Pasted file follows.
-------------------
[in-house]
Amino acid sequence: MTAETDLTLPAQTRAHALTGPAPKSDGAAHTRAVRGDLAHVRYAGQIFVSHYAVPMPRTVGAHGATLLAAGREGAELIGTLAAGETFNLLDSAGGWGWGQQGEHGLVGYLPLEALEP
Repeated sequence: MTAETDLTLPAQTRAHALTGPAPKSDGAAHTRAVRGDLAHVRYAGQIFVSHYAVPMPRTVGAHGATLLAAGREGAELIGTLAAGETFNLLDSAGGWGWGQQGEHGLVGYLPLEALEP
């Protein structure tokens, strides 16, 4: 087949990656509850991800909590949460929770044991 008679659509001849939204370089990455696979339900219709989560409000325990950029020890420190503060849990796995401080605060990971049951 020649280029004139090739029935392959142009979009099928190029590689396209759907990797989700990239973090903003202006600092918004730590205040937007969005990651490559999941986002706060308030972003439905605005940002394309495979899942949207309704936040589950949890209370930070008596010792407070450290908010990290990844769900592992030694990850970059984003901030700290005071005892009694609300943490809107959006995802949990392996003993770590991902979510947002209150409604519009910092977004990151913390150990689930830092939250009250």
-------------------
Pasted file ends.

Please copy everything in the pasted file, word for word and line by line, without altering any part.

[in-house]
Amino acid sequence: MTAETDLTLPAQTRAHALTGPAPKSDGAAHTRAVRGDLAHVRYAGQIFVSHYAVPMPRTVGAHGATLLAAGREGAELIGTLAAGETFNLLDSAGGWGWGQQGEHGLVGYLPLEALEP
Repeated sequence: MTAETDLTLPAQTRAHALTGPAPKSDGAAHTRAVRGDLAHVRYAGQIFVSHYAVPMPRTVGAHGATLLAAGREGAELIGTLAAGETFNLLDSAGGWGWGQQGEHGLVGYLPLEALEP
């Protein structure tokens, strides 16, 4: 087949990656509850991800909590949460929770044991 008679659509001849939204370089990455696979339900219709989560409000325990950029020890420190503060849990796995401080605060990971049951 020649280029004139090739029935392959142009979009099928190029590689396209759907990797989700990239973090903003202006600092918004730590205040937007969005990651490559999941986002706060308030972003439905605005940002394309495979899942949207309704936040589950949890209370930070008596010792407070450290908010990290990844769900592992030694990850970059984003901030700290005071005892009694609300943490809107959006995802949990392996003993770590991902979510947002209150409604519009910092977004990151913390150990689930830092939250009250």